It must be understood that combatants who are standing guard or moving forward with a conscious awareness of potential threat are not required to roll surprise when encountering the enemy. The chance for surprise only exists where a combatant may legitimately feel a sudden wonder or astonishment. This may occur due to a number of circumstances, too many to fully describe here; but the most common ones are listed below. The attackers are,
- . . . travelling a great distance over the course of a long day, so that if there is no reason to suppose that there may be an ambush being made ready ahead, the combatant's guard is down.
- . . . moving too quickly to properly assess the dangers that might lurk around a corner, so that they rush into a situation before they have time to prepare for it.
- . . . attacked in a place usually reserved for peace of mind, trade or goodwill, such as a temple, market, tavern, inn, arena, a busy city avenue, road or square, an upscale residence or a government house, or a heavily patrolled place such as the entry gate to a town or city, a fair or a military headquarters. In such places, combatants will naturally drop their guard, partly due to the number of distractions that makes it impossible to keep their guard up - this makes surprise a possibility, explaining why such areas are busy places for thieves and assassins.
- . . . busy with making camp or breaking camp, having failed to establish one person to stand guard during this time, when everyone is moving about and paying attention to details rather than what may be going on all around.
- . . . weary, injured to the point where they are in the negatives, drunk, under the influence of a spell or environmental condition, heavily muffled due to the weather, asleep or any other physical condition that would challenge their usual sharp attention.
- . . . chatting incessantly in the guise of the Players, who are paying very little attention to what their characters are doing, thus indicating that the player characters are themselves allowing their attentions to wander into minutia or frivolity.
- . . . expecting one thing and getting another. When something comes through the door, over the hill, drops down through the clouds or is stumbled upon that is so completely unusual for the place and time, then there is a reasonable chance that surprise will occur.
Surprise is therefore rolled when there is a reasonable chance that one set of combatants or the other is likely to be surprised. Surprise is rolled on a d6. One player for the party is designated by the DM to roll a surprise die for the whole player party. The DM then rolls a surprise die for all combatants opposed to the party. The two dice are then compared.
Surprise normally occurs when the die comes up a 1 or a 2. This is usually written as being surprised "2 in 6."
In some circumstances, however, an individual character may have a greater ability to avoid surprise than others. The Monk character, for example, reduces the chance of surprise with levels gained. Other characters, such as the ranger in the wilderness or the thief and assassin in an urban setting, may only be surprised on a 1 (depending on their abilities or the circumstances involved). The same is true of many creatures. Moreover, some creatures will surprise more often than usual, on a 3 in 6 or a 4 in 6, including elven or halfling characters that are acting alone. Finally, creatures with a sufficient dexterity receive a modifier to the die rolled (+1 for a 16 dexterity, +2 for a 17 dexterity and +3 for an 18 or better dexterity) or receives an adjustment from some other source (luck, spell, magic item, etc.). See the example under Initiative.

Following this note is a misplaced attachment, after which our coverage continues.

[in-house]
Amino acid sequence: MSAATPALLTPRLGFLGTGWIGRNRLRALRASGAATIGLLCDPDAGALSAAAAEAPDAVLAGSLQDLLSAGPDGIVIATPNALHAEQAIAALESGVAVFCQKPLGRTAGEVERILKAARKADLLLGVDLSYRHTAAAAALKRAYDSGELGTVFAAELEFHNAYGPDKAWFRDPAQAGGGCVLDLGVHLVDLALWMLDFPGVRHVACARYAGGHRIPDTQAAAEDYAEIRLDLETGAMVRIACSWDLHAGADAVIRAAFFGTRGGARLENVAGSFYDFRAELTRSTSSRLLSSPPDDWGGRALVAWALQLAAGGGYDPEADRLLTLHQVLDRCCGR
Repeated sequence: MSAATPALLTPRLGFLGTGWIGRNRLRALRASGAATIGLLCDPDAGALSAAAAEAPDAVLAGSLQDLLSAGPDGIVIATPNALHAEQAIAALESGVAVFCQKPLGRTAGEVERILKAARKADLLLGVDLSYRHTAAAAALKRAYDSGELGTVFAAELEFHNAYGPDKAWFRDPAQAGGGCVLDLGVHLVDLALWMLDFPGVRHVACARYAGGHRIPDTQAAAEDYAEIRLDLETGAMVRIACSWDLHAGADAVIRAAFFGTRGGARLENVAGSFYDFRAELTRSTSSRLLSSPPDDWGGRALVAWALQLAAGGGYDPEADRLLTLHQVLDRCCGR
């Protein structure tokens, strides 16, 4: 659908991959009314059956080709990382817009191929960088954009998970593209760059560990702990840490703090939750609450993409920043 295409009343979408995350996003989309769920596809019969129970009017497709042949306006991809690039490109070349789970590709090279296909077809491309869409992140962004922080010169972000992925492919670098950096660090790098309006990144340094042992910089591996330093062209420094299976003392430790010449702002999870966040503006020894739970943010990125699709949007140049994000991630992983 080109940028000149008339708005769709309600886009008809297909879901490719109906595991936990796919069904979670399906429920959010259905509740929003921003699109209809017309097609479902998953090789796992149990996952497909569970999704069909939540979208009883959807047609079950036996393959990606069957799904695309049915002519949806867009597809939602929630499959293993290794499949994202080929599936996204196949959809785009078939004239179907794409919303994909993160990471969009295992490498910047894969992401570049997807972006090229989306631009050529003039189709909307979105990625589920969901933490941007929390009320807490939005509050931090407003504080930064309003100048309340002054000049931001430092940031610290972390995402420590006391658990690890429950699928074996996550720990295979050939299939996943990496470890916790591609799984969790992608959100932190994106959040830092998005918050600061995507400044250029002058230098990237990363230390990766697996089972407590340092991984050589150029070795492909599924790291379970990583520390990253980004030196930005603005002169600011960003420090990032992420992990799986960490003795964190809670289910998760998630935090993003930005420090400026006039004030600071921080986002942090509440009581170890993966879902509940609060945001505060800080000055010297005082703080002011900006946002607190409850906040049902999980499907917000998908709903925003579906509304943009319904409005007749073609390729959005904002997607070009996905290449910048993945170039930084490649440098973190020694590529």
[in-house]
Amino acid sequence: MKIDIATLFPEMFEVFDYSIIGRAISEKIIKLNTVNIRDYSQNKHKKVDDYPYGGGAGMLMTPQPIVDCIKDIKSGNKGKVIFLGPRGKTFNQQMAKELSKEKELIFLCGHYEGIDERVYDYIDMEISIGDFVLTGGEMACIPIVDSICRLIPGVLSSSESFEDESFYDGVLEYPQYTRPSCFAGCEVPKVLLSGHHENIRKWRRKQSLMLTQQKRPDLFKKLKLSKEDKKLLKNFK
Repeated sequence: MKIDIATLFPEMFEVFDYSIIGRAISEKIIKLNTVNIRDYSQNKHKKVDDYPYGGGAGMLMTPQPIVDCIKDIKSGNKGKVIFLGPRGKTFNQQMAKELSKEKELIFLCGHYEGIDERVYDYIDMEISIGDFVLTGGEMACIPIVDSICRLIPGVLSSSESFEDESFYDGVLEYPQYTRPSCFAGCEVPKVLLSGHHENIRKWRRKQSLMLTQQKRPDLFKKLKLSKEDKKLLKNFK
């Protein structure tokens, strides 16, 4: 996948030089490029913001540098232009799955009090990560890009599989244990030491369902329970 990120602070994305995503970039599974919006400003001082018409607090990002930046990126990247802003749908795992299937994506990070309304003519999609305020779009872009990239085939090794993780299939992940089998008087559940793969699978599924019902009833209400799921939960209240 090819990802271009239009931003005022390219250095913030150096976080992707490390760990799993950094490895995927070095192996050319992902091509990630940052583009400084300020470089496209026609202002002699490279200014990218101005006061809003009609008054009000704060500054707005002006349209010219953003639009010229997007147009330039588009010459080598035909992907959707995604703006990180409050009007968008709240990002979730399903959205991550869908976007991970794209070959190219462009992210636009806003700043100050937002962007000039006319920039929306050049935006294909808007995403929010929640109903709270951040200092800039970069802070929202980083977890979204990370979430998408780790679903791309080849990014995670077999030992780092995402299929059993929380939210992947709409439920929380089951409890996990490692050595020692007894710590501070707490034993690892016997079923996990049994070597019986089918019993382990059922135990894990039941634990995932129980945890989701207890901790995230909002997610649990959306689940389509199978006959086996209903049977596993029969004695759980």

Comparing the dice can therefore be a complicated issue. Usually, however, the matter is settled when neither side rolls a sufficiently low number to be surprised. If it happens that either side is surprised, however, due to a lack of modifiers or because the creature faced has a high chance of causing surprise, then the surprised group of combatants are considered to be stunned for one round.
Note that if some members of either group of combatants have a sufficient adjustment to the die to indicate that they, personally, are notsurprised, then they are free to act in the next round, even if their companions are not. This means that they may be the only actual combatants free to attack - in which case, they would automatically win initiative, since everyone else is stunned.
It is possible for both sets of combatants (or all three sets of combatants, if the case arises) to be completely surprised, and for no one to be able to take any action. In that case, normal initiative would then be resolved to see which combatants attack first. Further, if individuals on opposing sides are not surprised while their companions on both sides are, then initiative would be rolled to resolve which of the unsurprised combatants would attack first.
See Attacking in Combat